Mailvox: the null hypothesis

CKK has a few questions about God:

read your blog and find that you make interesting points. I have a few
questions for you which revolve around the Null Hypothesis as it relates
to the evidence and knowledge of God.

First, do you
ground your faith in God based upon an evidentiary standpoint? I know
the trend (and often impasse) in discourse between atheists/agnostics
and Christians revolves around which side has the burden of proof and I
am wondering how God has satisfied any logical hiccups you may have come
across in your life.

Second, in regards to other
people who lack faith, how can God ask people to perform a logical leap
to believe in Him which they don’t do in every other part of their
lives? For example, a basic precept of just criminal courts is the idea
of being innocent until proven guilty; the burden of proof is always on
the accuser (in the form of the State) as they are the ones making the
claim of guilt. This is the same with every other arena of life and even
forms the basis of the scientific method. Yet this isn’t done for God.
We are given antidotes based on argument but not necessarily based on

Third, and this relates to the first, is who
does the burden of proof regarding the evidence of God falls upon? Those
who claim His existence or those who deny Him?

would say my faith is more grounded in a logical standpoint than in one
based purely on evidence, although I am entirely content with the
evidence for God as it exists to date.  The inability of secular and
pagan philosophers to produce coherent moral systems, combined with the
logical absurdity of most non-Christian moral systems, leaves me
entirely satisfied with the Christian moral structure, even if I find
occasionally find the application of that structure to social policy to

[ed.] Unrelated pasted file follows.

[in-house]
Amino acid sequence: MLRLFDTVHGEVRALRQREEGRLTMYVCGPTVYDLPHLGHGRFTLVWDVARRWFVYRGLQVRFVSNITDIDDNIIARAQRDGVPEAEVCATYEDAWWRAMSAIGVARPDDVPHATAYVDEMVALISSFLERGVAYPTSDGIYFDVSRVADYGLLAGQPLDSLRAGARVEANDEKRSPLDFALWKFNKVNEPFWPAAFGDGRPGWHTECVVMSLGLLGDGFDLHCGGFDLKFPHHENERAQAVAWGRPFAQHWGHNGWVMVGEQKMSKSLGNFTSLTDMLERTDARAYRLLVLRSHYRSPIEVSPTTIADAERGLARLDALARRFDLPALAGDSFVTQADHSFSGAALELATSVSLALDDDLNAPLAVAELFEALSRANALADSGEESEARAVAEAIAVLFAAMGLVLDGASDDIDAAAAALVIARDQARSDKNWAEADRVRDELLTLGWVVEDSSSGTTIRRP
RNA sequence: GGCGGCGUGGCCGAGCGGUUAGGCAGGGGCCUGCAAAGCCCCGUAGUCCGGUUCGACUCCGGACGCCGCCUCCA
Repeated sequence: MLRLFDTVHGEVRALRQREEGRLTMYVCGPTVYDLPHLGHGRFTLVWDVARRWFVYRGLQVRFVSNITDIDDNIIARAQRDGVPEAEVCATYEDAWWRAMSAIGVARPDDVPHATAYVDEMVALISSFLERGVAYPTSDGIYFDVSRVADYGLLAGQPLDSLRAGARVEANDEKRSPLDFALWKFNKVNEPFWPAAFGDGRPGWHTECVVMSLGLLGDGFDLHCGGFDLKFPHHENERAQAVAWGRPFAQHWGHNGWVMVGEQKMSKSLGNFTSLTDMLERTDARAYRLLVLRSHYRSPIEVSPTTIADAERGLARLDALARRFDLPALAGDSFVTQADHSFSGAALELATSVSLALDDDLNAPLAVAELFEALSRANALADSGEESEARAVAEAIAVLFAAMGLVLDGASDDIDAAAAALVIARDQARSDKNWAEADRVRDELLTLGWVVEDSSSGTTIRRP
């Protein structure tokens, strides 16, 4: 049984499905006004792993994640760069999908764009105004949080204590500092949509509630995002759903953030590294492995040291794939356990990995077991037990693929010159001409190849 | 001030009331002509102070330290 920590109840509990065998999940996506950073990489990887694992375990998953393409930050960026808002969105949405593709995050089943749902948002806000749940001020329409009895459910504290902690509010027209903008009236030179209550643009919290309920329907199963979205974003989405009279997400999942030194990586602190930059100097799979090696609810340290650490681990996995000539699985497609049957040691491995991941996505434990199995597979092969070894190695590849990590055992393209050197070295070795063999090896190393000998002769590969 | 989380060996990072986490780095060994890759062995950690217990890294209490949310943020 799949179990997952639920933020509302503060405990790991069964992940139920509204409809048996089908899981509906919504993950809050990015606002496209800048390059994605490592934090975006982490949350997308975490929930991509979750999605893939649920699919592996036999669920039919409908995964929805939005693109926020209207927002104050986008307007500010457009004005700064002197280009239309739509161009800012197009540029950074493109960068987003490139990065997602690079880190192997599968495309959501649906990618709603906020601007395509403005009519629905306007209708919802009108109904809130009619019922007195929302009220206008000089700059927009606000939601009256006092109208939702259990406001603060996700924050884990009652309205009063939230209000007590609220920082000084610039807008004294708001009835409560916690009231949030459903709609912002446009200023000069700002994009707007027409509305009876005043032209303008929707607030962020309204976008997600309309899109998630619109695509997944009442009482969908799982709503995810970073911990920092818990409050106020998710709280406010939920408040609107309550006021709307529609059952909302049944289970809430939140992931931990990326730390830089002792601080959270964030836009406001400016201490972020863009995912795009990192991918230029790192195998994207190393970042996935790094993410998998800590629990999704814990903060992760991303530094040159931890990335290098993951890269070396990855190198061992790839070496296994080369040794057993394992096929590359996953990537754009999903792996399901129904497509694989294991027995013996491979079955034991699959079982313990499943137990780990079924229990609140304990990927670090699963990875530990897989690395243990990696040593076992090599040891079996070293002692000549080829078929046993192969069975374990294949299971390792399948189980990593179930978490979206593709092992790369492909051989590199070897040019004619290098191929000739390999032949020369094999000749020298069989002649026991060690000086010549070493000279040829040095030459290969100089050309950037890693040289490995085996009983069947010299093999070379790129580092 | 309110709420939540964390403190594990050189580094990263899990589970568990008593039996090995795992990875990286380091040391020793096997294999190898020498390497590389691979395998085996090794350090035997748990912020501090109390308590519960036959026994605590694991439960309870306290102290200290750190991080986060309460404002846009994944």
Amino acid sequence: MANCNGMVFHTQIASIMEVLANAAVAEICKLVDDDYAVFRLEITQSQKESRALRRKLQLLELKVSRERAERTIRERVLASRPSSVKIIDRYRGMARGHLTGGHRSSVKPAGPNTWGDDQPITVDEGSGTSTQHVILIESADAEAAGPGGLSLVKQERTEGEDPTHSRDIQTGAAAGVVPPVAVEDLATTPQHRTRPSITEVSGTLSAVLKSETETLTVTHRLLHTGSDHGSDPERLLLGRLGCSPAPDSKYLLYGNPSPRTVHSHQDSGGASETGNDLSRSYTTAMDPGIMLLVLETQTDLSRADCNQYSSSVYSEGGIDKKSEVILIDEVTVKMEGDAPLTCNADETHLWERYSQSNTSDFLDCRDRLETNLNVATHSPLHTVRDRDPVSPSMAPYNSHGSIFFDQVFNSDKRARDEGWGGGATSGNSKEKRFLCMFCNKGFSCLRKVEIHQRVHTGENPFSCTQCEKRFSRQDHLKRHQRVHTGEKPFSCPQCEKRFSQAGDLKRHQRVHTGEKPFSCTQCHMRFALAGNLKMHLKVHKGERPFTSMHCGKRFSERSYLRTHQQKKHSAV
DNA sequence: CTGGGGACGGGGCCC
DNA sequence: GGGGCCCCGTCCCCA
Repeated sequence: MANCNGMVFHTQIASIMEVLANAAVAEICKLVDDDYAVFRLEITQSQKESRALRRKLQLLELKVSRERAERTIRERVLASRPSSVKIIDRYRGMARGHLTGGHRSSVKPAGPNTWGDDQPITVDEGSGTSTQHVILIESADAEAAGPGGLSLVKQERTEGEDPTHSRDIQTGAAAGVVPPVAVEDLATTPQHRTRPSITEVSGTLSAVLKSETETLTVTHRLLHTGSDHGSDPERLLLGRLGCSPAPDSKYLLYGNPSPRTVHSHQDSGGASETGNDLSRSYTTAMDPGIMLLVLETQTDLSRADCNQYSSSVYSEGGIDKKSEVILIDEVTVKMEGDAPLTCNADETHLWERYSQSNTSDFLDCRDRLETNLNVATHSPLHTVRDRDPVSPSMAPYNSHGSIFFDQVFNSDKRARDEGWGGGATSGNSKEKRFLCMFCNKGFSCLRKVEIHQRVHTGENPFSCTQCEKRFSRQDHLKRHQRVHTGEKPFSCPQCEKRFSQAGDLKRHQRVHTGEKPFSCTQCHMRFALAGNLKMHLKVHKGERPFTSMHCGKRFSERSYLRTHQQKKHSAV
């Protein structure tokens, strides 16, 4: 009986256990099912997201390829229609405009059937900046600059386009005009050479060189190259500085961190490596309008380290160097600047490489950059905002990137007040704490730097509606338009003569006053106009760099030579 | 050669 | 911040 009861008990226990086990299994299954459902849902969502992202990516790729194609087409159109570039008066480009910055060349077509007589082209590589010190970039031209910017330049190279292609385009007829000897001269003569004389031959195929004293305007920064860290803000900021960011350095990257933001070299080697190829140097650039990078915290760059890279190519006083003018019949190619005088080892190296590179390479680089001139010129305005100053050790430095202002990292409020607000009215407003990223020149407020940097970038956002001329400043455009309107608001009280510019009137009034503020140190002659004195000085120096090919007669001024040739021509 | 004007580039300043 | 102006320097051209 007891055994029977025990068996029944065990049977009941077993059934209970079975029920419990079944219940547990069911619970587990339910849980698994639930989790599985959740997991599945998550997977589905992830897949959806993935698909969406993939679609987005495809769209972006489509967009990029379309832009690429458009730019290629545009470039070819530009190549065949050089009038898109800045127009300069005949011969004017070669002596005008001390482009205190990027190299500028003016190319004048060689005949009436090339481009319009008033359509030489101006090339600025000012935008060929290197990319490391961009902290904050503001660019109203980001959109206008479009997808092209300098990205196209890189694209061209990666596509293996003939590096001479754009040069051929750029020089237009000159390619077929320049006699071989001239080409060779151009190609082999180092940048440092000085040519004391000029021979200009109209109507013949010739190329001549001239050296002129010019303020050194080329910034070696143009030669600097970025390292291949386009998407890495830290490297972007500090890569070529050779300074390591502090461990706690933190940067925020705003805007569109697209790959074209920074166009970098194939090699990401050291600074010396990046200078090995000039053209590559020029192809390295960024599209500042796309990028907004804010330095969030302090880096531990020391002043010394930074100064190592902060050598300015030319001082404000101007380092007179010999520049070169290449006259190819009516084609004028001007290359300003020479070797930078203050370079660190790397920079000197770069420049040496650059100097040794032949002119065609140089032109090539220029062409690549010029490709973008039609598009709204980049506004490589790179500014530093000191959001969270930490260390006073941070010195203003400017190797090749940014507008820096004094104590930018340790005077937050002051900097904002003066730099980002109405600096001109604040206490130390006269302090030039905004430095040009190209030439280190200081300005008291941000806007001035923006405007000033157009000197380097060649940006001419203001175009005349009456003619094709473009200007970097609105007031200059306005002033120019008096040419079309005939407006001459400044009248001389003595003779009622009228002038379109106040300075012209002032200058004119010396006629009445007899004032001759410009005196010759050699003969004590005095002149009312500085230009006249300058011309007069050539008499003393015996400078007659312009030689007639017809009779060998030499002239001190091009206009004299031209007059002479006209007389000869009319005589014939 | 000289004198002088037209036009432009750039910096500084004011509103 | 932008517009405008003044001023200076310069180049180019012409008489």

be difficult, if not impossible.  Since a Creator God is a necessary
anchor for that moral structure, I conclude that not only must He exist,
but that it is necessary for Man to postulate His existence even if
there were no evidence for that existence to be found.

find it remarkable, and rather stupid, that individuals who don’t
hesitate to accept mathematical postulates in order to permit a
considerable quantity of mathematical equations to function effectively
are so terrified of accepting the existence of God as a moral
postulate.  It strikes me as even less intelligent than rejecting basic
math postulates and thereby refusing to utilize any of the math that
follows from them.

How can God ask people to perform a
leap of faith rather than logic?  Very easily, since obedience is
clearly more important to God than understanding.  I neither ask nor
care if my dog, my children, or my teammates understand my orders, I
simply want them to follow them.  If I yell “square” to a teammate with
the ball, it is of no concern to me whether he grasps all the relative
positions of the various players on the field, I just want him to react
by immediately passing the ball 90 degrees to one side.  If I can test
my teammate’s confidence in me by telling him to pass the ball based on
faith, God can certainly test our confidence in Him by telling us to
believe without proof.

It’s not as if both Jesus Christ
and Aristotle haven’t independently explained the reason anyhow.  Many
people saw Jesus perform miracles and didn’t believe. And as Aristotle
observed centuries before Jesus was performing those miracles, some
people cannot be instructed by knowledge.  I tend to doubt this
observation of basic human behavior would have escaped God.

burden of proof always falls upon the individual asserting something to
another individual.  If I ask you if you believe God exists and you
tell me that you do not, you have no burden of proof.  You were simply
asked about a simple fact and you have no need to justify that fact to
me or anyone else.  If, on the other hand, you tell me that God does not
exist, then you have made an assertion and the burden of proving the
truth of that assertion lies with you.